What are the success stories of the Semantic Web/Linked Data?

Imagine I'm a detractor of Semantic Web technologies and/or Linked Data, and I'm not impressed by the usual shiny things or dreamy elevator pitches (not that some of them are not good, but hypothetical me is a hardcode cynic).

What concrete success stories would you point me to to try and change my mind? In other words: what use-cases have demonstrated the practical impact of Semantic Web standards and tools?

Good answers should:
(i) name a concrete use-case;
(ii) say what Semantic Web technologies were used;
(iii) say how they were used;
(iv) give good motivation for why they were used.

(Note, this is different from this question in that I'm not looking for shiny demos, but rather real use-cases demonstrating real benefits: to rephrase, I'm not looking for applications where people say "hey, let's see what we can do with this SW stuff"; instead, I'm looking for use-cases where people say "hey, SW can help us do this stuff". For me, the latter category of use-case is much rarer, and almost all mentioned here fall into the former category.)

BBC World Cup 2010 portal


The BBC web portal for the 2010 World Cup football.



  • BigOWLIM triple store, approached through a REST service offering SPARQL query processing;
  • Dynamic aggregation and publishing, page-rendering using Zend;
  • IBM LanguageWare Language and ontological linguistic platform for concept extraction.


The portal has been serving millions of page requests a day throughout the World Cup on the basis of continually changing OWL reasoned semantic RDF data. The platform currently serves an average of a million SPARQL queries a day.


Practical advantages

The developers stress flexibility and inference as reasons why they used semantic web technology over more traditional technology.

The flexibility played both on the data layer, where it "facilitates agile modeling" and allowed for increased query complexity compared to relational schema databases, as on the presentation layer.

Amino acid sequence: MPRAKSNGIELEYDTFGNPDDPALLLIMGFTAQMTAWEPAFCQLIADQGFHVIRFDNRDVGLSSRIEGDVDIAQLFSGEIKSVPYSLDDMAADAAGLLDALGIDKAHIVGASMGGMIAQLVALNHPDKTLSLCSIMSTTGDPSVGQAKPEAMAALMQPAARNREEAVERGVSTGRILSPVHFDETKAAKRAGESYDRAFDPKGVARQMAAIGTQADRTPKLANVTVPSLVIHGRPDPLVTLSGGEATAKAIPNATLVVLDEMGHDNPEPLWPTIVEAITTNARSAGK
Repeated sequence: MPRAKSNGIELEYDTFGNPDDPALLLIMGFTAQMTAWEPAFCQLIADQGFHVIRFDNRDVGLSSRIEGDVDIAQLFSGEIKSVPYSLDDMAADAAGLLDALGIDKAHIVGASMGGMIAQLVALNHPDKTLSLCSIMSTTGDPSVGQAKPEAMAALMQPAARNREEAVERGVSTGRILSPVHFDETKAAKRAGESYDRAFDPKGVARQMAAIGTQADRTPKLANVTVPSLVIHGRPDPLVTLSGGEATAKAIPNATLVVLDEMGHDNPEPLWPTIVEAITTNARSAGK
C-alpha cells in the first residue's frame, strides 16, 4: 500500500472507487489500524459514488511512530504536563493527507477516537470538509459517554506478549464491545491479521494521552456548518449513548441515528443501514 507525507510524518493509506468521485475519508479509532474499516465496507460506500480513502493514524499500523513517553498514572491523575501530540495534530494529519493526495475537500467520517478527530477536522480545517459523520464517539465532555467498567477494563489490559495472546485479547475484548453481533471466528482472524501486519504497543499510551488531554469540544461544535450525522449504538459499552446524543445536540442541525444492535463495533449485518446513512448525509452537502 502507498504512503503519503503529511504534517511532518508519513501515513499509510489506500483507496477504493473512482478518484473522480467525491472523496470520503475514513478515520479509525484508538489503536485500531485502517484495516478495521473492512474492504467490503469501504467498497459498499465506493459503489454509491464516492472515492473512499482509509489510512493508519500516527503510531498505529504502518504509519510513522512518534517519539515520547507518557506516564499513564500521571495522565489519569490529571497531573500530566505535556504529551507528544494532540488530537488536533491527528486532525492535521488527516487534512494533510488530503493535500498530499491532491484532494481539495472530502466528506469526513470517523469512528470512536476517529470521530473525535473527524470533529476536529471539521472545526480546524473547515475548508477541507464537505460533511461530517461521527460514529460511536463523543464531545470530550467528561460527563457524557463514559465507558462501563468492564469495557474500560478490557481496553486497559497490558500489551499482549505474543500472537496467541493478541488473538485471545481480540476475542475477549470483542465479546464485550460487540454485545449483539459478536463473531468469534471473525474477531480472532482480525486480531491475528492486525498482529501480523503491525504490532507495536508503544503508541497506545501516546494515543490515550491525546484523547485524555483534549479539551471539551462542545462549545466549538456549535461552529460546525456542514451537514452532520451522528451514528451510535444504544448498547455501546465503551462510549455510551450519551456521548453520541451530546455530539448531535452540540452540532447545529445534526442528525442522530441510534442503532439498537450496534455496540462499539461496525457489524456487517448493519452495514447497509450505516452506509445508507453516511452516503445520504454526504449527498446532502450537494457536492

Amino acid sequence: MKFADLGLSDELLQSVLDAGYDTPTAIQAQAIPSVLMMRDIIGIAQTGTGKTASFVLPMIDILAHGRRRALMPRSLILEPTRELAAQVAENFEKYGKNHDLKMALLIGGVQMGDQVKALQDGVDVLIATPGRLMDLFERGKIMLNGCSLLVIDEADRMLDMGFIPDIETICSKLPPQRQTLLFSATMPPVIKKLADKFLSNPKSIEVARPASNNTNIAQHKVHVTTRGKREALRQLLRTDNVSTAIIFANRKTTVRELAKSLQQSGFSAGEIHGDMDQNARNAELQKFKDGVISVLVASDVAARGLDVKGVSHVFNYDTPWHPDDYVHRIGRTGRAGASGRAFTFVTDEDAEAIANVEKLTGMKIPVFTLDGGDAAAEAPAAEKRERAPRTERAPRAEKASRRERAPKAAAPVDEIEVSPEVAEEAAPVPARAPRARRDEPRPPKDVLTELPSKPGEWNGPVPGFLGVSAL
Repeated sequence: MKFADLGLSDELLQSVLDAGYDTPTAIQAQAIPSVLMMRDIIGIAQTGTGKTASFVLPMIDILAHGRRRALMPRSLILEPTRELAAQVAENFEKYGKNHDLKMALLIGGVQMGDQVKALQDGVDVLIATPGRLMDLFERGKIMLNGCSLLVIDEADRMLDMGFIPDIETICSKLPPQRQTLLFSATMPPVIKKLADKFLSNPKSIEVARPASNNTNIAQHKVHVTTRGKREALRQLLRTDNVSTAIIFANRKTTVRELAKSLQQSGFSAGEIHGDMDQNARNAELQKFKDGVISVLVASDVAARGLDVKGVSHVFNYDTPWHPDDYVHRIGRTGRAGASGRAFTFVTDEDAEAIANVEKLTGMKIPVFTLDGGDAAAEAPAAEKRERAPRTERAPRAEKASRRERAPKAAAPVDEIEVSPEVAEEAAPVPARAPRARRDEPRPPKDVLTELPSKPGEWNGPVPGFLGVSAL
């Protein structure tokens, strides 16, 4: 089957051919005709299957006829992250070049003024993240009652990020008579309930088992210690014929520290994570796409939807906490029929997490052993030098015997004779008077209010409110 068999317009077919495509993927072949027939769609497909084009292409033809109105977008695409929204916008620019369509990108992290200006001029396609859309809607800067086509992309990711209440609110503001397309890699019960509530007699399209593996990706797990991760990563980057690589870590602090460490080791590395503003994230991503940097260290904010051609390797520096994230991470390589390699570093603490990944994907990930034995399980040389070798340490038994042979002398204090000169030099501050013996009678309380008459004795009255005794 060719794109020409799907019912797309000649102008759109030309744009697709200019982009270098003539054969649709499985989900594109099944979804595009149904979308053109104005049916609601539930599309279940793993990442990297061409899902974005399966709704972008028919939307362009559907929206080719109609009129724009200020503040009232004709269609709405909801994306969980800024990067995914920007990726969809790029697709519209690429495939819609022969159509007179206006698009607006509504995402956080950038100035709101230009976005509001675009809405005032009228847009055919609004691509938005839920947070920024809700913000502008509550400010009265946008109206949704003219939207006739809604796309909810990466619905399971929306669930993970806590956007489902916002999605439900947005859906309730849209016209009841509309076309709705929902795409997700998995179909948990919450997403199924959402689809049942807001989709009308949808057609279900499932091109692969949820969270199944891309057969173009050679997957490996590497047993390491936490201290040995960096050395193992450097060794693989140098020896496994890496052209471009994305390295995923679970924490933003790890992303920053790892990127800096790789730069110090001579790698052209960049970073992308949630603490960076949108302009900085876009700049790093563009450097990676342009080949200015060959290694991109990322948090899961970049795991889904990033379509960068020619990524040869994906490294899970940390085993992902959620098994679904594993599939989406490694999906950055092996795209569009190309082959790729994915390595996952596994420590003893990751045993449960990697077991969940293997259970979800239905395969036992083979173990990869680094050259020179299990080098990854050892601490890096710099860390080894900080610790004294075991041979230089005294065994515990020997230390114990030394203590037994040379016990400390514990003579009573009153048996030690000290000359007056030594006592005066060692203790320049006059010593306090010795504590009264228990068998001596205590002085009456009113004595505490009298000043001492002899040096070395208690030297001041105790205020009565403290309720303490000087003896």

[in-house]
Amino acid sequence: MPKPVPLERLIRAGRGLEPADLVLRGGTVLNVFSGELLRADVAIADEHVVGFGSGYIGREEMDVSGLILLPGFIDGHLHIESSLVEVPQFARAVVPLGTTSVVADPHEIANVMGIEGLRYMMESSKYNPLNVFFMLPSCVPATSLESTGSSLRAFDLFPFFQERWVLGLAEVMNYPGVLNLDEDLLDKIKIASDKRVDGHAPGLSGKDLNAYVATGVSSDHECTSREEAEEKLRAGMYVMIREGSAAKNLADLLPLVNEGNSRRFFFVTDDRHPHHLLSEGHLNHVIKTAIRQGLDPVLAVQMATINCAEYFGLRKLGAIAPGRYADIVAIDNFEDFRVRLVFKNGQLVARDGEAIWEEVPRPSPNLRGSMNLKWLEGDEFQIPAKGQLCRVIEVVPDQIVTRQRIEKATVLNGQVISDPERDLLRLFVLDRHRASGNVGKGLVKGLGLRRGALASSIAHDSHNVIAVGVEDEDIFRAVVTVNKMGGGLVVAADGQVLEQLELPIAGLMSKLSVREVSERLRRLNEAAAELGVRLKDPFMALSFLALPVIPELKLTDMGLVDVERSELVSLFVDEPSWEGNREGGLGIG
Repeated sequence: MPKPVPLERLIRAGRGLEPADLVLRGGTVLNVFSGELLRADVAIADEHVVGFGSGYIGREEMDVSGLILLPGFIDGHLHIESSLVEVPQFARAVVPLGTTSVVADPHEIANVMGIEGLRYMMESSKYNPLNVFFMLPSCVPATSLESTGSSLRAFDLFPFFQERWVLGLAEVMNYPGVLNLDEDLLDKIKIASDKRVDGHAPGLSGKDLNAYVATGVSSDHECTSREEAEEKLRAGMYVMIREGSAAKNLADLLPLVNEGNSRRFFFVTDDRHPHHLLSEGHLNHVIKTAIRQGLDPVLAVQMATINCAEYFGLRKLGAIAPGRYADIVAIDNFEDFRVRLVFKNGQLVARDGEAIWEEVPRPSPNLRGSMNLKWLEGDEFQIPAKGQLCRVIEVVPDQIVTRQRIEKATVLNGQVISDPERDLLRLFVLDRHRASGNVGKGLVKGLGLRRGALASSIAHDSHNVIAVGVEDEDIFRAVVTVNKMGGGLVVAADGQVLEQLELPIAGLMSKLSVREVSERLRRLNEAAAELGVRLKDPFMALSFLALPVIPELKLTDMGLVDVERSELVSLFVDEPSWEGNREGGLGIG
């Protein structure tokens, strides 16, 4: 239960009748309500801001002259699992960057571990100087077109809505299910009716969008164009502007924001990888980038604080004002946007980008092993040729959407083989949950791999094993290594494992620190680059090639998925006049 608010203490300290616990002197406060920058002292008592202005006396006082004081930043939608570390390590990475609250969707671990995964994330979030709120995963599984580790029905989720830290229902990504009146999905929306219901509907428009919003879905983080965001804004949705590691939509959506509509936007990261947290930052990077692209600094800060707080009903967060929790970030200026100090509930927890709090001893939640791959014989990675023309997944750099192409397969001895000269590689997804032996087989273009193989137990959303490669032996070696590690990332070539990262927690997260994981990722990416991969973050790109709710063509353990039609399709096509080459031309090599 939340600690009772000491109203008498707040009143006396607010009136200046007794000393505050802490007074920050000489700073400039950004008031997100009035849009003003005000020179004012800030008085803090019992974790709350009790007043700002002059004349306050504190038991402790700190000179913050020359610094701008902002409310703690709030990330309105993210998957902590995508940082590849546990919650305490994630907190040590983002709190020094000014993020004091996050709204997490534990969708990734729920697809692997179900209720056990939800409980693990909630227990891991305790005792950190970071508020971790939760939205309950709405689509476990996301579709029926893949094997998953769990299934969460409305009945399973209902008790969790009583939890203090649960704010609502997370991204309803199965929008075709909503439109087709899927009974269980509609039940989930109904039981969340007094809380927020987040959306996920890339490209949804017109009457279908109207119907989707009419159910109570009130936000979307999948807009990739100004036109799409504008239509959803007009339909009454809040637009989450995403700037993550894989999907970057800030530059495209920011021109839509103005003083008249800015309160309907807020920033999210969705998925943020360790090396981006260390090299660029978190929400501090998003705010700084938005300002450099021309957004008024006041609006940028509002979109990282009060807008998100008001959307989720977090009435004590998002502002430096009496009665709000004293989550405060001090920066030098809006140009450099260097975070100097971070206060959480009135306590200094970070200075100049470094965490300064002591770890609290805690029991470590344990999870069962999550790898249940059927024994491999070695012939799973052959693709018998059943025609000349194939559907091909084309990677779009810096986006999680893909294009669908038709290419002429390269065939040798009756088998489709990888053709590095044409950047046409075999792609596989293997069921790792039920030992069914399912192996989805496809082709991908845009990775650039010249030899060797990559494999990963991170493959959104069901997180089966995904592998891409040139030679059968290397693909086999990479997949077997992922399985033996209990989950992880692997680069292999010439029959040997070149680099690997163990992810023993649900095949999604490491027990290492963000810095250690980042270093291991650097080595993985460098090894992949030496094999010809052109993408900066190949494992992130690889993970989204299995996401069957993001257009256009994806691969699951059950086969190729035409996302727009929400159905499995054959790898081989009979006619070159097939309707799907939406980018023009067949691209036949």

With regards to the presentation layer, the developers stressed that they "are not publishing pages, but publishing content as assets which are then organised by the metadata dynamically into pages, but could be re-organised into any format we want much more easily".

A second technical advantage mentioned is inference. Due to the reasoning facilities of the triple store, inferred statements are automatically derived from the explicitly applied journalist metadata concepts. This made both the journalist tagging and the triple store powered SPARQL queries simpler and indeed quicker than a traditional SQL approach.

Dynamic aggregations based on inferred statements in turn increase the quality and breadth of content across the site.

Future of newsmedia

The BBC (and other media actors) are not solely using semantic web technology for direct, technical advantages. There is a general feeling that the traditional media has somewhat missed the boat when the web took of, as many publishing companies simply re-published their existing content in a static format on the net, failing to take advantage of the hyperlinked, interconnected and two-way nature of the medium.

The calculated guess is that just as the hyperlink revolutionized digital content distribution, the semantic hyperlink and URI promises will an even greater impact. And focused projects such as the World Cup 2010 will allow organizations such as the BBC to be at the forefront of such a change.